Drone on...

    Message two from Spetic King, subject your septic system needs this!

    Drone one....
  • Maybe not (Score:4, Insightful)

    by EisPick (29965) on Thursday June 12, 2003 @04:00PM (#6185460)
    It won't happen without the cooperation of the big entertainment companies, who are very wary of giving Microsoft too much power.

    This article [businessweek.com] from the current issue of BusinessWeek summarizes the situation well.
    • This is true, but what's to prevent Microsoft from including DVD ripping software in Longhorn? Even the threat of that might be enough to get the media people to the table.

      It was an interesting article, but it repeats as facts the record industry's equation of downloads equalling lost revenue, which isn't true.
  • by sharkey (16670) on Thursday June 12, 2003 @04:00PM (#6185465)
    Does it have a bathroom? [slashdot.org]
  • by Sean80 (567340) on Thursday June 12, 2003 @04:00PM (#6185466)
    Perhaps I'll be modded as a troll

    At the end of the day, you've really got to hand it to Bill. You don't become the richest person on earth by standing down by the train station and begging for money. You get there by being damn smart in everything you do, and the type of genius thinking that's going on at Microsoft regarding eHome is proof of how he got there. Ideas are cheap, actually getting something out the door is what really puts your balls on the line, and Microsoft is actually out there and doing it. Microsoft is always the one making us talk about them, what they're doing next. No other guy (expect perhaps Larry Ellison) causes such a stir when he talks.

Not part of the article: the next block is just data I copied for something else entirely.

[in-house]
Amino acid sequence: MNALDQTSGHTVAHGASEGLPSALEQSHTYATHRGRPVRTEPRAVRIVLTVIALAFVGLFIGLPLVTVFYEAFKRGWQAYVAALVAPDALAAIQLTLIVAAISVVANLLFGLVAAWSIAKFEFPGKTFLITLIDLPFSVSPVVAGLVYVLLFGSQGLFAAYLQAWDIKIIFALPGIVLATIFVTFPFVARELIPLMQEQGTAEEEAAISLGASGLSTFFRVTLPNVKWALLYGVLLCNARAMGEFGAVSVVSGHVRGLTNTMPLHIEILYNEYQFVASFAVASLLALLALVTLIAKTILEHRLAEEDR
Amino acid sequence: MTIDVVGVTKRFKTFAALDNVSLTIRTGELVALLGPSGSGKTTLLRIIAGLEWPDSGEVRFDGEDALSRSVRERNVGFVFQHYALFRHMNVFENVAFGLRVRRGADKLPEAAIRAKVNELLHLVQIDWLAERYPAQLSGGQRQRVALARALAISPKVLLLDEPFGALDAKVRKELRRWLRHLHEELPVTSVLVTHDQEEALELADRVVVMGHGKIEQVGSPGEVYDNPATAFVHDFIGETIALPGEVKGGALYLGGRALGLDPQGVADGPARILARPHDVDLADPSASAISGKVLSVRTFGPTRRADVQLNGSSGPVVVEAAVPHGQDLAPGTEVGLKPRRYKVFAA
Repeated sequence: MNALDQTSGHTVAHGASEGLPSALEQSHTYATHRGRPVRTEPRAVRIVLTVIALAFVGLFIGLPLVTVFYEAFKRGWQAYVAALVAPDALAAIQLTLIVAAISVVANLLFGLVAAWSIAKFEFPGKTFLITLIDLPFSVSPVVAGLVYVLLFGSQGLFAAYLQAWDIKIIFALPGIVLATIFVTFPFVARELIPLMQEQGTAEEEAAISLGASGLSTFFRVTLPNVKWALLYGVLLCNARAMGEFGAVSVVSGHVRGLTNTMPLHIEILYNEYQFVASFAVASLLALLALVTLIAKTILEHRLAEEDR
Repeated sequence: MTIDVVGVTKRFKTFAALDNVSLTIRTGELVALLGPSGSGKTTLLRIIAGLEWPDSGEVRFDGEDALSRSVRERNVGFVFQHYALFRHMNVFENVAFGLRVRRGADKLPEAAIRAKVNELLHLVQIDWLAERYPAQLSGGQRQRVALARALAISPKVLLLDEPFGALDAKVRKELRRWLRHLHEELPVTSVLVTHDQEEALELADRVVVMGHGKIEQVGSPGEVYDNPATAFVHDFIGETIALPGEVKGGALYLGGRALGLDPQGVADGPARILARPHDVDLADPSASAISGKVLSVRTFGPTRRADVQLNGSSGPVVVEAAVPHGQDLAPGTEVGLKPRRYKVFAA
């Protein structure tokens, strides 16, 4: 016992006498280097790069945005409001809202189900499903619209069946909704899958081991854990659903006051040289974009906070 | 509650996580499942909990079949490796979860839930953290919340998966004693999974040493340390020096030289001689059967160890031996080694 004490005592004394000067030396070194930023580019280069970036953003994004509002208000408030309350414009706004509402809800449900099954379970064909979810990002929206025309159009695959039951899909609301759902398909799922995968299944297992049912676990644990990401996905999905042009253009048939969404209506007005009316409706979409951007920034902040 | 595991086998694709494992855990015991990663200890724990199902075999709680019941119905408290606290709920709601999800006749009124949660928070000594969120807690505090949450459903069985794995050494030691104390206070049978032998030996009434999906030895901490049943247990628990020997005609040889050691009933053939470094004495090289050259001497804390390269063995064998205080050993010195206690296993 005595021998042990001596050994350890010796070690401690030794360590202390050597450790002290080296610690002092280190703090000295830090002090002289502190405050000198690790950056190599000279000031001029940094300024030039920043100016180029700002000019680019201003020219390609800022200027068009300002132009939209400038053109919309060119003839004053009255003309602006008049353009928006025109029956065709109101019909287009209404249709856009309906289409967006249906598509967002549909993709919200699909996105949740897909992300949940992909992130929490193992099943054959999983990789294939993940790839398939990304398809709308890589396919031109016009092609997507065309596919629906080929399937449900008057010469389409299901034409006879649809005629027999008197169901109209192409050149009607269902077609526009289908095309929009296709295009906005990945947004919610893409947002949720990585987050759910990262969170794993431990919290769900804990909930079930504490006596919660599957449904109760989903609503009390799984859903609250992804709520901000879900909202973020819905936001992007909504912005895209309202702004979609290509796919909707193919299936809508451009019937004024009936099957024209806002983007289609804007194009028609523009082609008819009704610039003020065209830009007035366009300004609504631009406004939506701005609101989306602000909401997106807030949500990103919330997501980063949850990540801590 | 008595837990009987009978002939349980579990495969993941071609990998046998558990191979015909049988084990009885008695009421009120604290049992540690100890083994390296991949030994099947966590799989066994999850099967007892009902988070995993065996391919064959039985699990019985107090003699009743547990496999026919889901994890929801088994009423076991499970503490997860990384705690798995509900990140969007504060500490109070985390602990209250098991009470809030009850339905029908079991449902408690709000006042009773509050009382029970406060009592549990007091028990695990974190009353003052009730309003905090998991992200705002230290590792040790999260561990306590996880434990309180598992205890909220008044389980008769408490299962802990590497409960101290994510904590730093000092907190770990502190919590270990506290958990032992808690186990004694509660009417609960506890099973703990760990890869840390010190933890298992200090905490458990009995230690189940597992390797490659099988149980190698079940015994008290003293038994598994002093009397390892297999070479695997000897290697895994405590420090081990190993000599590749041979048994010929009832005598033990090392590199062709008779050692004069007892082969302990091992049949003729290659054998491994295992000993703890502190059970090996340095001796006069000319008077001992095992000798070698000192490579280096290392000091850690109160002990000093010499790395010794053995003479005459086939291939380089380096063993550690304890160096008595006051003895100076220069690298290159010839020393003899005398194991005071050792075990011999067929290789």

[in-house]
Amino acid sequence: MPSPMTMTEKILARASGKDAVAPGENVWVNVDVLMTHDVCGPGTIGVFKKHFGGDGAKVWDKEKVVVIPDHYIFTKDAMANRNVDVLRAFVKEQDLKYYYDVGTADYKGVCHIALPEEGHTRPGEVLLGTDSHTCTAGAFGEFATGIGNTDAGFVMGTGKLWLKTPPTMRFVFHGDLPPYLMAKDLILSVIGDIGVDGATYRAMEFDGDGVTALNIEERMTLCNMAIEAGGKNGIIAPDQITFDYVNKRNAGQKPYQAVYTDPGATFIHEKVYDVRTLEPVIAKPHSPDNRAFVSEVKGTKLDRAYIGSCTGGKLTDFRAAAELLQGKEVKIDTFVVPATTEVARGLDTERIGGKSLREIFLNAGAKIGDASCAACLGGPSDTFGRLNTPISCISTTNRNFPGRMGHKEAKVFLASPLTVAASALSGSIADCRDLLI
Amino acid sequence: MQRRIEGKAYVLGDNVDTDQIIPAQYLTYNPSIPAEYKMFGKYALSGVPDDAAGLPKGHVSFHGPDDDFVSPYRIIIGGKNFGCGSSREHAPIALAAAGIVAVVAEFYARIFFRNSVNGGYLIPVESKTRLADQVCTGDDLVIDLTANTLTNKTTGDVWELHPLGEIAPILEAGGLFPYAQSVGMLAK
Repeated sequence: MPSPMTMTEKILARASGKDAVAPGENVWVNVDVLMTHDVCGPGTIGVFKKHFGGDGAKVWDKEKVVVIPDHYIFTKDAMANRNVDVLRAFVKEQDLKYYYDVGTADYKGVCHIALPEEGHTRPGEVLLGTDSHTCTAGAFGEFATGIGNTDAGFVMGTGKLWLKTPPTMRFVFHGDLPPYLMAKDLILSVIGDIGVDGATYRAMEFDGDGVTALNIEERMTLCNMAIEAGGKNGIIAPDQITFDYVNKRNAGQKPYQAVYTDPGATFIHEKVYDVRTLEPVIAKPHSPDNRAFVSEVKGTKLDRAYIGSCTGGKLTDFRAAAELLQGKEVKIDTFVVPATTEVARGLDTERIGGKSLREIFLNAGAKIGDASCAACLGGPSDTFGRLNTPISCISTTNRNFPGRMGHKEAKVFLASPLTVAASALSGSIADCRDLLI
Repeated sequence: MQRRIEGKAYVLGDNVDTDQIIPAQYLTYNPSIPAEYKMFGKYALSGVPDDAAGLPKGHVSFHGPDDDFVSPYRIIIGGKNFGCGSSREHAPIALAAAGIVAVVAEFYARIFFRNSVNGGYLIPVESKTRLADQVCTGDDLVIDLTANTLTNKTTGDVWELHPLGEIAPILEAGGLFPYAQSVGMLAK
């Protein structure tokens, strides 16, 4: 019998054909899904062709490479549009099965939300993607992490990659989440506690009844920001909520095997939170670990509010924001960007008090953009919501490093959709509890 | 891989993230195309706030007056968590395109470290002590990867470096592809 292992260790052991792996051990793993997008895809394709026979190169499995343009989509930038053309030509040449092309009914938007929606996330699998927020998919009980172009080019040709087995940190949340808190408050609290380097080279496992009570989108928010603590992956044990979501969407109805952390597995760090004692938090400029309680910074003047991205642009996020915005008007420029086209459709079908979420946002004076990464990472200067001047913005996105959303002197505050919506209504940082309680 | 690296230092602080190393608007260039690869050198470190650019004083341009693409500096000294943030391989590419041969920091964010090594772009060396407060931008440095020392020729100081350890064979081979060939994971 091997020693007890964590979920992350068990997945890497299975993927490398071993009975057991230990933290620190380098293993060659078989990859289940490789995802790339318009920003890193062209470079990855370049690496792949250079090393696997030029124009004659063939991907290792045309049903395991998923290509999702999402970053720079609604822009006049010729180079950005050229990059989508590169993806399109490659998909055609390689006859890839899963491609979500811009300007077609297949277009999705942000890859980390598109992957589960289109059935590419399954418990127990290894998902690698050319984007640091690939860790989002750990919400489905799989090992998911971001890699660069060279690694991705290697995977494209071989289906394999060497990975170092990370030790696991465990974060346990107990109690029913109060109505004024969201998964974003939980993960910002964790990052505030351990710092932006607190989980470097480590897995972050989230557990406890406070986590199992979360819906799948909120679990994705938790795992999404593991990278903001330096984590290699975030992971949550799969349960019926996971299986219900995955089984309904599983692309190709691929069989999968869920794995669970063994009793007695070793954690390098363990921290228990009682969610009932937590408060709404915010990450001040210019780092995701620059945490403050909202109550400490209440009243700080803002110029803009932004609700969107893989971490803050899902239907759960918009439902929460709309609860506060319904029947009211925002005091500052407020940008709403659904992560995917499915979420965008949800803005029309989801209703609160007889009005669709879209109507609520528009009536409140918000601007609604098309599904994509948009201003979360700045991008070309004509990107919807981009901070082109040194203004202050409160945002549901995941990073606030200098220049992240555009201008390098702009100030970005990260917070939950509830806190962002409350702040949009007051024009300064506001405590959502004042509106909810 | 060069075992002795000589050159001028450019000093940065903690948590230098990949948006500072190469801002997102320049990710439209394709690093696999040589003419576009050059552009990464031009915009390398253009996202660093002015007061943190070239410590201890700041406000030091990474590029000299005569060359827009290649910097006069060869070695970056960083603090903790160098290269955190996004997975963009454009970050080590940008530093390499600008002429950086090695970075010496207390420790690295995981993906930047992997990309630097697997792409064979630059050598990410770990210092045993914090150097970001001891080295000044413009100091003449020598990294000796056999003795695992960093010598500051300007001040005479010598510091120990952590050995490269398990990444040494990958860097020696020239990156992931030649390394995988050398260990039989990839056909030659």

Sure, Microsoft is a monster which breaks the law repeatedly, and does us all a world of harm in a lot of ways, but you have to give credit where it's due. Everything in this article sounds cool.

    And what is perhaps most funny is that, at the end of the day, Microsoft may well be on our side when it comes to the way Hollywood wants to sell us our entertainment in the future.

    • by swordgeek (112599) on Thursday June 12, 2003 @04:11PM (#6185593) Journal
      1) I hope you don't get modded down. UYou bring up some interesting points.

      Bill Gates has been a vicious, tenacious, dangerous, and violent pit bull for his entire career. When people were building a software community of openness and sharing, he came along to poison the well by actually charging MONEY for his pet project--DOS. Without Bill Gates, where would we be? Not paying $700 for a bloody office productivity suite, that's for sure; but possibly without that suite existing at all. Without the dirt, money-grubbing, and sliminess that MS stands for, we probably wouldn't be nearly as far along on the development curve. Stuff like this house are an excellent example of pushing the envelope, for the sake of finding out what directions to take research next.

      Kind of embodies the US capitalist idea in many ways, both the good and the bad.